Hypothesis

Our hypothesis is that participants would be able to more consistently identify the location of the Gulf Stream in an image using the Samsel Nested colormap than in other comparison colormaps.

Methodology

For this study, the POP data was used to produce an image of the Gulf Stream, stretching from the east coast of the US to the west coast of Europe/Africa. Four colormaps were compared: the Samsel Nested colormap, the Samsel Blue/Green Divergent colormap, the traditional Rainbow colormap and the traditional Cool/Warm colormap. Each image had a temperature scale with a tick mark at 20degC to identify the color associated with the Gulf Stream. Additionally, a set of crosshairs off the east coast of the US identified the start of the Gulf Stream and was a second method by which participants could identify the color associated with the Gulf Stream. Three narrow vertical boxes were shown in each image.

A Qualtrics study was created to run this study. Participants were first shown an example image to describe the task and explain the temperature scale, the crosshairs and the vertical boxes. The four different colormap images were randomly presented using the Qualtrics Heat Map question type and the participants were asked to click once in each vertical box to identify the location of the Gulf Stream within that box. After viewing each image, a validation question required participants to select the color they had identified as the 20degC Gulf Stream temperature.
Participants were obtained through Amazon Mechanical Turk a crowdsourcing site. Participants were screened out if they were colorblind. Basic demographic information was collected (age, gender, education level).

Data Analysis

In all, we had 43 valid participants in this study. Many participants self-selected out of the study after viewing the instructions. Additionally, each response was manually checked to verify that the participant understood the task and correctly clicked once in each box. Finally, we required that a participant had to correctly identify the color of the Gulf Stream in all four of the images to be considered a valid response.
The output from a Qualtrics Heat Map question is a set of (X,Y) values for each click where the (X,Y) are with respect to the upper left hand corner. Because the vertical boxes are narrow, the X values are constrained to a small range. The Y values indicate the vertical position where the participant identified the 20degC point within each box.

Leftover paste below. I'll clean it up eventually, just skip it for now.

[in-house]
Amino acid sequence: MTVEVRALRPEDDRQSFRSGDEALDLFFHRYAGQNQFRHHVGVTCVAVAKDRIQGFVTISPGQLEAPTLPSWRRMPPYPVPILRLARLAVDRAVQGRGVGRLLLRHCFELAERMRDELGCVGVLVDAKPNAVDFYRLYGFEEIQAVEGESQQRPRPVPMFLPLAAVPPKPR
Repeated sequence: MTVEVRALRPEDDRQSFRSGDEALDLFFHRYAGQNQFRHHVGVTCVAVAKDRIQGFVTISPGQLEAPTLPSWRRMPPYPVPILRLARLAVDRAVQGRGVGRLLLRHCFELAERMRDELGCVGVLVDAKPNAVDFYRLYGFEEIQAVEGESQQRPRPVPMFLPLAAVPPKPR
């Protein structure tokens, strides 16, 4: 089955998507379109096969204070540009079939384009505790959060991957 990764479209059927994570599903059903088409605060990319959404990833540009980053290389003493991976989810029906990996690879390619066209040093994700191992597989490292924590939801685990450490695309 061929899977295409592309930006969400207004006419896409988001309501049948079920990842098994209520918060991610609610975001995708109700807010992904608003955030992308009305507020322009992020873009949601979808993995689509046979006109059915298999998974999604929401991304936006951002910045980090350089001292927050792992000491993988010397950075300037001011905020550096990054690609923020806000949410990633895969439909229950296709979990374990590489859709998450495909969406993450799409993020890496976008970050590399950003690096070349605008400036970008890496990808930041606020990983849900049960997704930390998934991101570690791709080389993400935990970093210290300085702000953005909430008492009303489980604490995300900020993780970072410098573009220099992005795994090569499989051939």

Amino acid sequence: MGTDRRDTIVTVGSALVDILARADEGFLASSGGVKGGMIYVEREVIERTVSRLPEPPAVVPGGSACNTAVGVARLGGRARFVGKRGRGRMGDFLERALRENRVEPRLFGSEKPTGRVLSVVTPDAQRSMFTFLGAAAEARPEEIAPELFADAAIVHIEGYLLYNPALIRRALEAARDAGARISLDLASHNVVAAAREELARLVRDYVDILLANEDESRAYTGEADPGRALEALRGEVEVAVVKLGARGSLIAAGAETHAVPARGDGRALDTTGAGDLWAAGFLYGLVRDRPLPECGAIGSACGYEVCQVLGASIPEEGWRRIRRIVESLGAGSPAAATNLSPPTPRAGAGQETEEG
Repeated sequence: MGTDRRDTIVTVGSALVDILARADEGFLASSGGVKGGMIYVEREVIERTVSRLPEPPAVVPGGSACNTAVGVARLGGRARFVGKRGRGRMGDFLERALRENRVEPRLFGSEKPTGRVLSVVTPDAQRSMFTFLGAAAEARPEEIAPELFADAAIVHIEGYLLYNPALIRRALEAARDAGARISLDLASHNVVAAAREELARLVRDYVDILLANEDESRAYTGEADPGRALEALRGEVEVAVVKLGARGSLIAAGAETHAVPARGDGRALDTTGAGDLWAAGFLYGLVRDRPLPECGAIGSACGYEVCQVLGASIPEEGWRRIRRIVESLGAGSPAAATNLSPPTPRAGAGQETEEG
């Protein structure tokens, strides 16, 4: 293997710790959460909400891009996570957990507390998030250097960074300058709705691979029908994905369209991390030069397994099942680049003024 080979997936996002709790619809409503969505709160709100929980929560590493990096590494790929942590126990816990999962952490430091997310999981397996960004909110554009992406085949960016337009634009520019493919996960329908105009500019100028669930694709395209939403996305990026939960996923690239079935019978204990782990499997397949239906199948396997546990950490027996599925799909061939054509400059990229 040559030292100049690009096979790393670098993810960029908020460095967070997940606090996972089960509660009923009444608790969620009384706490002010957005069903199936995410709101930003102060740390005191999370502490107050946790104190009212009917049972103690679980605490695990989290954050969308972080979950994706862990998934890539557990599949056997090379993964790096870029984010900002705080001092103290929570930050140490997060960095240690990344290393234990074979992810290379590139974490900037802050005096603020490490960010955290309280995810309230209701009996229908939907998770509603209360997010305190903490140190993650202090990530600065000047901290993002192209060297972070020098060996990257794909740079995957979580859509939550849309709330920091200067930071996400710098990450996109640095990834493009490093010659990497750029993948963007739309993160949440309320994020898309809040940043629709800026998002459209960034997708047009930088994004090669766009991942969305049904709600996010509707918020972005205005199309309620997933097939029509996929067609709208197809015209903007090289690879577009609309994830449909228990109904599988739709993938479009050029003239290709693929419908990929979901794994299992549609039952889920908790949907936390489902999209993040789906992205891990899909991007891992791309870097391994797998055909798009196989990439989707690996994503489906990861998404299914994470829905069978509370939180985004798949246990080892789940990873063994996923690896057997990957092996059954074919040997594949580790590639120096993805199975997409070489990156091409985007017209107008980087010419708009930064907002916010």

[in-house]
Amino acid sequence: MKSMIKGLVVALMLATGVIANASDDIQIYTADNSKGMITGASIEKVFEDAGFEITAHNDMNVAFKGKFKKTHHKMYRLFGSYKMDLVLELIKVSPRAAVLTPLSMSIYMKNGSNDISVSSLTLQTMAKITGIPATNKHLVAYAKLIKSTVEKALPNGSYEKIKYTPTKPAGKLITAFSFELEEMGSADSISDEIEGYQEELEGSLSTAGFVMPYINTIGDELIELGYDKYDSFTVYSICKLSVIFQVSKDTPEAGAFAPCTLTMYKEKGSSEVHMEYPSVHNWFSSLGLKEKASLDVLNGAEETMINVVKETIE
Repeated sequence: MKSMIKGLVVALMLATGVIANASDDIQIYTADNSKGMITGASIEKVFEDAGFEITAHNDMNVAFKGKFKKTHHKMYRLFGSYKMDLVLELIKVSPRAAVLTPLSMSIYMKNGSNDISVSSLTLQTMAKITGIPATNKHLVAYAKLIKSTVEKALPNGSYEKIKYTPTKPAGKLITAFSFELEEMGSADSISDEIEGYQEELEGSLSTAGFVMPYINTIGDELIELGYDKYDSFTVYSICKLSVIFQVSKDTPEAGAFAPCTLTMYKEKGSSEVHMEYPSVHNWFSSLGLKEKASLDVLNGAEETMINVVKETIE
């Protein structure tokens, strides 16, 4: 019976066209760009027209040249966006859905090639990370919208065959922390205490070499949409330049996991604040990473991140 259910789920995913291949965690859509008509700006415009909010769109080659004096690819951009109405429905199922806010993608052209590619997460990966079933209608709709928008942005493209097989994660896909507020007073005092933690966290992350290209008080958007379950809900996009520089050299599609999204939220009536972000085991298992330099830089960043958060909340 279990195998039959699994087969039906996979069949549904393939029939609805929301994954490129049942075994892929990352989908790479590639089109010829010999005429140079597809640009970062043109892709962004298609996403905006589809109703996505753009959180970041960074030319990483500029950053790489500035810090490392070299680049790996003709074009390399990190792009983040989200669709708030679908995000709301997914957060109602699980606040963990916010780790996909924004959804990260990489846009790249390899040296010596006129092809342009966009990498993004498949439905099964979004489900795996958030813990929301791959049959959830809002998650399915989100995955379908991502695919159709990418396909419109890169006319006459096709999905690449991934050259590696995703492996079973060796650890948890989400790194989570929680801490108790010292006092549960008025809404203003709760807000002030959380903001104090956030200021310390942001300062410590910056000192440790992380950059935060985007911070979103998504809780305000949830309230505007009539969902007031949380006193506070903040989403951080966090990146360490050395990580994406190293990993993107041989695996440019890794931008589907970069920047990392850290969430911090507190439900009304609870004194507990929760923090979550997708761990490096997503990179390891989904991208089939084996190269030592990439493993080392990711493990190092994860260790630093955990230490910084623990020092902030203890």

We want to know if the colormap made a difference in the ability of a participant to identify the location of the Gulf Stream (at 20degC). The first level analysis looks simply at the distribution of Y values for the three boxes (Y1, Y2, Y3) for each of the colormaps. As can be seen, the standard deviations of the Y values using the nested colormaps are much smaller than the standard deviations of the Y values using any of the other colormaps. There was much more consistent agreement within the participants on the location of the Gulf Stream when the nested colormap was used.

Nested Colormap Y1 Y2 Y3
Average 276.14 258.21 273.58
StDev 2.98 3.23 4.15

BlueGreen Divergent Y1 Y2 Y3
Average 276.31 266.57 298.10
StDev 18.03 17.74 43.73

CoolWarm Y1 Y2 Y3
Average 293.51 274.84 295.95
StDev 26.60 34.27 55.30

Rainbow Y1 Y2 Y3
Average 271.24 261.43 287.67
StDev 27.46 31.23 38.23

There are other avenues for analysis to pursue in the study and further analysis is ongoing.

Conclusions

Preliminary analysis indicates that participants found the task of identifying the Gulf Stream much easier when the nested colormap was used. We also found that using Qualtrics Survey software, in conjunction with Amazon Mechanical Turk, provides a powerful tool for creating user studies with quick turn-around on data collection.

Acknowledgements
Francesca Samsel – Center for Agile Technology, University of Texas at Austin
Mark Peterson – COSIM, Los Alamos National Laboratory
James Ahrens – Data Science at Scale Team Lead, Los Alamos National Laboratory
Terece Geld – Center for Agile Technology, University of Texas at Austin
Greg Abram – Texas Advanced Computing Center, University of Texas at Austin
Joanne Wendelberger – Statistical Sciences Group Lead, Los Alamos National Laboratory